With every case as a wrongful death attorney, there comes a time when I present to my clients the option of settling their case or going to a jury trial. It’s my job to advise my client regarding what I would do if I were in their shoes. I always ask myself the question, which option is in my client’s best interest?
Over the years, I’ve noticed a huge disparity in the values of wrongful death cases. One of the most important factors in determining the outcome of a wrongful death case is the client’s willingness to take it to trial. In general, if my client is ready and willing to go to trial, I can negotiate a much more favorable settlement than I can for a client who doesn’t want to go to trial under any circumstances. The leverage I have as an attorney that allows me to maximize the case value is the ability and willingness to try the case.
Insurance companies and big corporations don’t settle cases because it’s the right thing to do. They settle cases because they want to get out of the case as cheaply as possible. They don’t offer big money settlements unless they have a credible threat of having to pay more through the jury trial process. My job as your attorney is to build the evidence in the case so that I’m ready to try it. When the insurance company or corporation sees the evidence and knows that I’m ready to try it and will probably win, they get a lot more serious about reasonable settlement offers.
I’ve had multiple cases settle after we picked a jury or presented a couple of days of evidence. Those settlements are often twice, three times, or several times what the defense had offered before the trial. There’s no guarantee, but in a wrongful death case where the facts are in your favor, I think it’s wise to be patient and willing to try the case because the “try your case” mentality maximizes the possibility of a full and fair settlement. And if it doesn’t settle during the trial, you have a high probability of winning a big jury verdict because the evidence is in your favor.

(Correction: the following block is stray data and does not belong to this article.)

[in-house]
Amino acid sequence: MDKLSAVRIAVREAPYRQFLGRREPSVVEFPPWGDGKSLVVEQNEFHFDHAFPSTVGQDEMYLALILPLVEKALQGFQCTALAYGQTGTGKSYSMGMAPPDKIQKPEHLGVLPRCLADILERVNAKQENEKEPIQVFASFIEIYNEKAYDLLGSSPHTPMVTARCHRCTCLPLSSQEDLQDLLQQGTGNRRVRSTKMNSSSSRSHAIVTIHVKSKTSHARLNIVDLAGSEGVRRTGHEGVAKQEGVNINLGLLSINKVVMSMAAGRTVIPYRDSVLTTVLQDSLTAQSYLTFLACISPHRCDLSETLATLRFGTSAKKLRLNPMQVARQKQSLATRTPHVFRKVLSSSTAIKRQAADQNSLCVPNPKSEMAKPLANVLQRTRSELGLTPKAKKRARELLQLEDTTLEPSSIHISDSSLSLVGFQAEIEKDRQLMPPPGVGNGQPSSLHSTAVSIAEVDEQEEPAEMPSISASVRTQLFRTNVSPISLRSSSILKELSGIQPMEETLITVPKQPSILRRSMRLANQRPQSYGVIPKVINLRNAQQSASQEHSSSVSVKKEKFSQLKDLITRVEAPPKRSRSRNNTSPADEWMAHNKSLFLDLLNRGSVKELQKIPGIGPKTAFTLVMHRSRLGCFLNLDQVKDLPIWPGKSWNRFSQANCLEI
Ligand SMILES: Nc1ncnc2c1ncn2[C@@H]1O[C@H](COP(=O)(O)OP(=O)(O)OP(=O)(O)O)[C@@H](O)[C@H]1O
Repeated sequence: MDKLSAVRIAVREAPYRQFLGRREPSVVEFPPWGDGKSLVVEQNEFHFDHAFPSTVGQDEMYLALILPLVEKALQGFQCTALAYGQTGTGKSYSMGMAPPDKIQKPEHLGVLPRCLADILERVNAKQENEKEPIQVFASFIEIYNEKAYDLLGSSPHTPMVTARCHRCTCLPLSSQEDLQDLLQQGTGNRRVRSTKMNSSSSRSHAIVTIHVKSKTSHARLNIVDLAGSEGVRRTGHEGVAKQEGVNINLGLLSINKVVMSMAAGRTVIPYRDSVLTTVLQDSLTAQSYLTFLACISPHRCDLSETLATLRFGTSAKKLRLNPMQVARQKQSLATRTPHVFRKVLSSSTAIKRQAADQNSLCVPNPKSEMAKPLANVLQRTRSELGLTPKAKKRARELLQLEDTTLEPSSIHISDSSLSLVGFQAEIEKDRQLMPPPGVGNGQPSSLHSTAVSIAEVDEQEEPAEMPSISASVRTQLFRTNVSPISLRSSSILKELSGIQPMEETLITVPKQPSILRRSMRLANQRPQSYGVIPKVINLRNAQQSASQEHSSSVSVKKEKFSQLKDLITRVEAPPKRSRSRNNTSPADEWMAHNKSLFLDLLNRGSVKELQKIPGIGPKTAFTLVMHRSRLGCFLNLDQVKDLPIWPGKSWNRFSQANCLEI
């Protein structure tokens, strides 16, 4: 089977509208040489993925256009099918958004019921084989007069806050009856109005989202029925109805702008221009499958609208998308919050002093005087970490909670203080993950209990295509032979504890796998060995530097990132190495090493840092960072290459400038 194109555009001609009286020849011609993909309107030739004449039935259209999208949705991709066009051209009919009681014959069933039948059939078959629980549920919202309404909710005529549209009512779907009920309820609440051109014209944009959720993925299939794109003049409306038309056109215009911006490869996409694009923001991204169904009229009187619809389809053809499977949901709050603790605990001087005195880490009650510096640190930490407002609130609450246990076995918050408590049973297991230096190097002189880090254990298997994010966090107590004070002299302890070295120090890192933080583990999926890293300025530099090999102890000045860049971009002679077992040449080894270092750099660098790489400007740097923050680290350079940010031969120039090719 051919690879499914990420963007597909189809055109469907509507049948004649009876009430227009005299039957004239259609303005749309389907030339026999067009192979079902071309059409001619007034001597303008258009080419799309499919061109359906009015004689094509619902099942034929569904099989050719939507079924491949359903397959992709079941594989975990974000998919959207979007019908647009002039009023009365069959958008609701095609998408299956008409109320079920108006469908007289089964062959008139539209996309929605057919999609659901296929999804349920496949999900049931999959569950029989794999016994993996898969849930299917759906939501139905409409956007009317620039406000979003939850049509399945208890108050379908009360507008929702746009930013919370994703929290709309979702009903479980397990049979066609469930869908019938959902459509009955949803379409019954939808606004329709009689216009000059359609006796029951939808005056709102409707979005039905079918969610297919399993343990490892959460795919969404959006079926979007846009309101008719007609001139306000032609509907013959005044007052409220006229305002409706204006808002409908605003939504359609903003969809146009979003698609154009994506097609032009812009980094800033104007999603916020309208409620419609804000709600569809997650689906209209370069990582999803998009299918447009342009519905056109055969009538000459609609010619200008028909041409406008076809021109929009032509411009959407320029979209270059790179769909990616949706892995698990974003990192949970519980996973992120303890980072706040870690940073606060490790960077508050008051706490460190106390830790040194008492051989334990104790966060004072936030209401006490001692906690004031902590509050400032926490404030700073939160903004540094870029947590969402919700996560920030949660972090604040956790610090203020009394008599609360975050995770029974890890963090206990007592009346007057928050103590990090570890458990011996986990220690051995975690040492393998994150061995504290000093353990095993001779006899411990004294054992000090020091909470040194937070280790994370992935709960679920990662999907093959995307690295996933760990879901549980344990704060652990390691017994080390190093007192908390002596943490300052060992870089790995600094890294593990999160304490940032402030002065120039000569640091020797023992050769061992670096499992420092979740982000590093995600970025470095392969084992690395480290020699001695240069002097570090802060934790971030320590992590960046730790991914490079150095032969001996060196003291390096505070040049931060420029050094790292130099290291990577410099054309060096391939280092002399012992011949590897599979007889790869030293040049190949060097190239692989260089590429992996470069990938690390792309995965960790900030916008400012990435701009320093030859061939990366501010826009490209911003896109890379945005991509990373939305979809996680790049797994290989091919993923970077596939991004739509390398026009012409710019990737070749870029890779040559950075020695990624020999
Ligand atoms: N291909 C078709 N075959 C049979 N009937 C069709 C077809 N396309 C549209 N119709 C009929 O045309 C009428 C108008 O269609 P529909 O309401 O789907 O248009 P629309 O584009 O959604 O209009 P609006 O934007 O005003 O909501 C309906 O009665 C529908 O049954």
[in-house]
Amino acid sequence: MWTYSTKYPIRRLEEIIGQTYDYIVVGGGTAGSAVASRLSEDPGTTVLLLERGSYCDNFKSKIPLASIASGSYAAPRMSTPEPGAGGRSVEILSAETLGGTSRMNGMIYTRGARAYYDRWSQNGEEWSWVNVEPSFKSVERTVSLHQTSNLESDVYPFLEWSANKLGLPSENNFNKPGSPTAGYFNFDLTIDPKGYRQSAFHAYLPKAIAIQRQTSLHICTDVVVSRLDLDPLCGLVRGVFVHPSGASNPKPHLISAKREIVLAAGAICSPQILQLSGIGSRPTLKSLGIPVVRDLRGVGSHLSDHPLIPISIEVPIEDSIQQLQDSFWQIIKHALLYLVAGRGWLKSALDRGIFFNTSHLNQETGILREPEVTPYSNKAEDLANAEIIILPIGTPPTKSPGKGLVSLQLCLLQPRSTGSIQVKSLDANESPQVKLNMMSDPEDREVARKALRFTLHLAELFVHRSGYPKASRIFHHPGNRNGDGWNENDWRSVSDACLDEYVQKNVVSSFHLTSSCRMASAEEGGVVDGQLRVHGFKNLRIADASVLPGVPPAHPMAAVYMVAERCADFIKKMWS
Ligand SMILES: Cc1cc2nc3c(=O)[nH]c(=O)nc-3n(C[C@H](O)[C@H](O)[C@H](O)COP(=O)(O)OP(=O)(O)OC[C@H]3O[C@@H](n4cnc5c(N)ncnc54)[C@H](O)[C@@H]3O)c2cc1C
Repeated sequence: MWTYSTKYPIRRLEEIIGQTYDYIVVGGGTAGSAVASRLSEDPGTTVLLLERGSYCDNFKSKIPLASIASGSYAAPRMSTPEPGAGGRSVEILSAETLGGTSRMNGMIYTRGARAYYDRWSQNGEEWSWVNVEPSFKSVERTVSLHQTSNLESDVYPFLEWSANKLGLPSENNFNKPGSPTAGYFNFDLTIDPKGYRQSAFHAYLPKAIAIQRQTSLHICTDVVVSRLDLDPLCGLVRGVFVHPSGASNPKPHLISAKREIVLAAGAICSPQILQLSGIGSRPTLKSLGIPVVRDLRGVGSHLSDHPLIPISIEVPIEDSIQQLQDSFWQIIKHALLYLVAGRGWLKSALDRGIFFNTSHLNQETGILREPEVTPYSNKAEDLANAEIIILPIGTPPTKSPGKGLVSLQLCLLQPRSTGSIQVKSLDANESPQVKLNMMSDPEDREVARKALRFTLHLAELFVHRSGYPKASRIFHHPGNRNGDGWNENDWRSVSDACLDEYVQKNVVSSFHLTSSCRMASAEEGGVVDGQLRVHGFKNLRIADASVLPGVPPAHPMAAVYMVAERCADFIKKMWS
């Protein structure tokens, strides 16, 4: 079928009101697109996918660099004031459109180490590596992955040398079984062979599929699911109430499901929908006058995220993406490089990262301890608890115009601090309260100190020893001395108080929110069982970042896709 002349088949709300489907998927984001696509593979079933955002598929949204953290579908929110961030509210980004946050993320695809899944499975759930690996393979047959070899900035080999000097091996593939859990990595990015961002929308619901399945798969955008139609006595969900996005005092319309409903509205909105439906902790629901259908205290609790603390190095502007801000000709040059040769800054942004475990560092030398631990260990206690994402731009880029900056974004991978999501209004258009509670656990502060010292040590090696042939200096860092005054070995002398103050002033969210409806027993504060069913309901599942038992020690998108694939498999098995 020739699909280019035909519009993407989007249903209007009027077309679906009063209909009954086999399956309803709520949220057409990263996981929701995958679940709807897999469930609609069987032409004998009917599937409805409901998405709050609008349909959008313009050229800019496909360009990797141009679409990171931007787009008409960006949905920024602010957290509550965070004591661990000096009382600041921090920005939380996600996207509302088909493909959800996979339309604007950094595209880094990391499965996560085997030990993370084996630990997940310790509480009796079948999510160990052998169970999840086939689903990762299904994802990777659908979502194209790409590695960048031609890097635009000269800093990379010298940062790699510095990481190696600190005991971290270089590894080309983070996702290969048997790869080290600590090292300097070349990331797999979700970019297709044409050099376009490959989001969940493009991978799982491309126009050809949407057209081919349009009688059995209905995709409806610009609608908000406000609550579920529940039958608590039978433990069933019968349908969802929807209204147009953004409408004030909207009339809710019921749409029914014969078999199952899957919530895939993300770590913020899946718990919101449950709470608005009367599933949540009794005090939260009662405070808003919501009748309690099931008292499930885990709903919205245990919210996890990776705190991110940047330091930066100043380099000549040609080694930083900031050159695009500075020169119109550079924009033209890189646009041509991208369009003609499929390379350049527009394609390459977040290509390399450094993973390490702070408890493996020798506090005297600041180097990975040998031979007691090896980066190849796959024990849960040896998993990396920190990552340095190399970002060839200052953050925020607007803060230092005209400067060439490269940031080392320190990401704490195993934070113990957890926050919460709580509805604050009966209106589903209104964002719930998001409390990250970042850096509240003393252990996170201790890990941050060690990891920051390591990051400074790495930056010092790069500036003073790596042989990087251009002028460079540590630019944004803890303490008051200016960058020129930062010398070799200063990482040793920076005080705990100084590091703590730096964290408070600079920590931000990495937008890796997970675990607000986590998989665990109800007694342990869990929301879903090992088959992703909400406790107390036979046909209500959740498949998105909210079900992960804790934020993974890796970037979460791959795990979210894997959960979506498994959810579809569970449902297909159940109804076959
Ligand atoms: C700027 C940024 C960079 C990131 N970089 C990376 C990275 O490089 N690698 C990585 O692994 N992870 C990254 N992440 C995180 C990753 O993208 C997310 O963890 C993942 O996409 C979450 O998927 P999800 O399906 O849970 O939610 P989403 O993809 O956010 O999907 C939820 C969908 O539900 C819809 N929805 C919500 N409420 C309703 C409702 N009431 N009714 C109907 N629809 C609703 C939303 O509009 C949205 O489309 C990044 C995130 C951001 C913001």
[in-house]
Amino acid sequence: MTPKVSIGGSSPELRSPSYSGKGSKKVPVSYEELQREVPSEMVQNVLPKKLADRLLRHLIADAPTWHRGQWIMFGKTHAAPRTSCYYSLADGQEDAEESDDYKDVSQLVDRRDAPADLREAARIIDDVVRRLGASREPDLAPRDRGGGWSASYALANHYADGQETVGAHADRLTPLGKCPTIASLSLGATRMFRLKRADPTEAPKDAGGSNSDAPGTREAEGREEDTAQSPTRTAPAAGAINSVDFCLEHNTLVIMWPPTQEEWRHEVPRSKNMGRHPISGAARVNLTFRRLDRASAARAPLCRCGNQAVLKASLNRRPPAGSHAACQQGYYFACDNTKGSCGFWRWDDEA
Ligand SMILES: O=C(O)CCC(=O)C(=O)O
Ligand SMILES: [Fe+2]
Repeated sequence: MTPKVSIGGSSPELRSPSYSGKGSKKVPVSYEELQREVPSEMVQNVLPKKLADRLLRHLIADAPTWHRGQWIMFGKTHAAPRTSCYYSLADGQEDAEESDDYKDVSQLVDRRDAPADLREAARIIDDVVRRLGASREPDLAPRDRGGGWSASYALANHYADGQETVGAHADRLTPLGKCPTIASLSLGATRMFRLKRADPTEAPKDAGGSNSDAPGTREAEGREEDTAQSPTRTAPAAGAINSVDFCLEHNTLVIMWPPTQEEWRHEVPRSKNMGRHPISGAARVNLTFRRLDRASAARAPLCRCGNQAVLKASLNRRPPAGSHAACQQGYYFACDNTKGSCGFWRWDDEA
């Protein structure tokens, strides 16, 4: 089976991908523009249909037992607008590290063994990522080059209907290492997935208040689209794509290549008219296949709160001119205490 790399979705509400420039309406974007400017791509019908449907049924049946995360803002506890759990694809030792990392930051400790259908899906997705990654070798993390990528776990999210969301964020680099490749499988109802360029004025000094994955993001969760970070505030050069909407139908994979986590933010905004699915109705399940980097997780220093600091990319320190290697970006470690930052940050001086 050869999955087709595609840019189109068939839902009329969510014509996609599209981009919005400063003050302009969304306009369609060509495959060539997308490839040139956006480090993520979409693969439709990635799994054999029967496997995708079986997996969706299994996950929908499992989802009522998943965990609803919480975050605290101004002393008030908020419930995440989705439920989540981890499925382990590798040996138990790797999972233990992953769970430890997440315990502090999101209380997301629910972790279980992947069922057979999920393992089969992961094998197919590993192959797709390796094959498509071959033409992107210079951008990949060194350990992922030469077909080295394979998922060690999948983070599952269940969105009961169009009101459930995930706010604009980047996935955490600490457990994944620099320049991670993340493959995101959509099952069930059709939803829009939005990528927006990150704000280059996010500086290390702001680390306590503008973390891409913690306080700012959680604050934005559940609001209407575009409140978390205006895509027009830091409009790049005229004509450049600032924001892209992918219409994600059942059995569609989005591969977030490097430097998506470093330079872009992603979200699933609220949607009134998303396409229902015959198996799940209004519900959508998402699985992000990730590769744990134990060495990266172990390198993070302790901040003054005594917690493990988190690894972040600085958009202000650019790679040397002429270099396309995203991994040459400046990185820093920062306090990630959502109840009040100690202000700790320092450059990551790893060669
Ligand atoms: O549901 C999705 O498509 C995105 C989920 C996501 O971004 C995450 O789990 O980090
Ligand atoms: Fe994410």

Suppose you are considering whether to settle or try your case. In that case, I highly recommend you discuss these considerations in detail with your attorney, who is hopefully an experienced wrongful death attorney. Experienced means they have tried to verdict at least one wrongful death case as lead counsel and won. It might surprise you that many lawyers who consider themselves trial lawyers have never won a wrongful death case, or any case for that matter. The decision of whether to settle or try your case can be the biggest decision of your life. Talk to someone who knows what they’re doing.